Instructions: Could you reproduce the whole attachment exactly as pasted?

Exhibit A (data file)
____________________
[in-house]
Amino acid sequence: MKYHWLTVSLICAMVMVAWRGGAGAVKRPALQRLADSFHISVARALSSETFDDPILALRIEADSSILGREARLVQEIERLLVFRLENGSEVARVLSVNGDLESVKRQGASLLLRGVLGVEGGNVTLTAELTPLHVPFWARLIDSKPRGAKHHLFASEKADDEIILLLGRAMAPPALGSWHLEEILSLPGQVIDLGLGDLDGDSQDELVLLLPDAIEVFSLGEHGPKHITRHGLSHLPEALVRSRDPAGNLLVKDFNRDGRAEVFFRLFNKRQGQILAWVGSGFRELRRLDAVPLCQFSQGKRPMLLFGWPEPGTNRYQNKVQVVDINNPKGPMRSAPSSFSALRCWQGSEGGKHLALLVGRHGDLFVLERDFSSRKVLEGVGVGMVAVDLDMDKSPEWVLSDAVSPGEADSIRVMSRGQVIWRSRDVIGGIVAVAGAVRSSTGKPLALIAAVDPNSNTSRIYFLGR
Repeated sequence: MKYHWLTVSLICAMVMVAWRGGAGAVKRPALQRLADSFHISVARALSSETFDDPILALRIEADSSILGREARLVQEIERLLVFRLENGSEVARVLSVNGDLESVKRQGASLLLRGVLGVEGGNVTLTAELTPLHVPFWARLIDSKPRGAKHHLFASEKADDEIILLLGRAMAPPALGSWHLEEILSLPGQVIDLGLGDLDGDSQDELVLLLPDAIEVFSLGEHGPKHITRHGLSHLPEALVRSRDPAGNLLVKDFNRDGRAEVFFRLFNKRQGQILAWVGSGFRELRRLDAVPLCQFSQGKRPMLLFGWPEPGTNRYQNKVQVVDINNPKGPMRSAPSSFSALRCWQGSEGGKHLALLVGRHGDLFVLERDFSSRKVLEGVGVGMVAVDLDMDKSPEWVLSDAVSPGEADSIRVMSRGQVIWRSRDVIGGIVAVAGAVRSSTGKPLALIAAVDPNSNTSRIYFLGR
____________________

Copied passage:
[in-house]
Amino acid sequence: MKYHWLTVSLICAMVMVAWRGGAGAVKRPALQRLADSFHISVARALSSETFDDPILALRIEADSSILGREARLVQEIERLLVFRLENGSEVARVLSVNGDLESVKRQGASLLLRGVLGVEGGNVTLTAELTPLHVPFWARLIDSKPRGAKHHLFASEKADDEIILLLGRAMAPPALGSWHLEEILSLPGQVIDLGLGDLDGDSQDELVLLLPDAIEVFSLGEHGPKHITRHGLSHLPEALVRSRDPAGNLLVKDFNRDGRAEVFFRLFNKRQGQILAWVGSGFRELRRLDAVPLCQFSQGKRPMLLFGWPEPGTNRYQNKVQVVDINNPKGPMRSAPSSFSALRCWQGSEGGKHLALLVGRHGDLFVLERDFSSRKVLEGVGVGMVAVDLDMDKSPEWVLSDAVSPGEADSIRVMSRGQVIWRSRDVIGGIVAVAGAVRSSTGKPLALIAAVDPNSNTSRIYFLGR
Repeated sequence: MKYHWLTVSLICAMVMVAWRGGAGAVKRPALQRLADSFHISVARALSSETFDDPILALRIEADSSILGREARLVQEIERLLVFRLENGSEVARVLSVNGDLESVKRQGASLLLRGVLGVEGGNVTLTAELTPLHVPFWARLIDSKPRGAKHHLFASEKADDEIILLLGRAMAPPALGSWHLEEILSLPGQVIDLGLGDLDGDSQDELVLLLPDAIEVFSLGEHGPKHITRHGLSHLPEALVRSRDPAGNLLVKDFNRDGRAEVFFRLFNKRQGQILAWVGSGFRELRRLDAVPLCQFSQGKRPMLLFGWPEPGTNRYQNKVQVVDINNPKGPMRSAPSSFSALRCWQGSEGGKHLALLVGRHGDLFVLERDFSSRKVLEGVGVGMVAVDLDMDKSPEWVLSDAVSPGEADSIRVMSRGQVIWRSRDVIGGIVAVAGAVRSSTGKPLALIAAVDPNSNTSRIYFLGR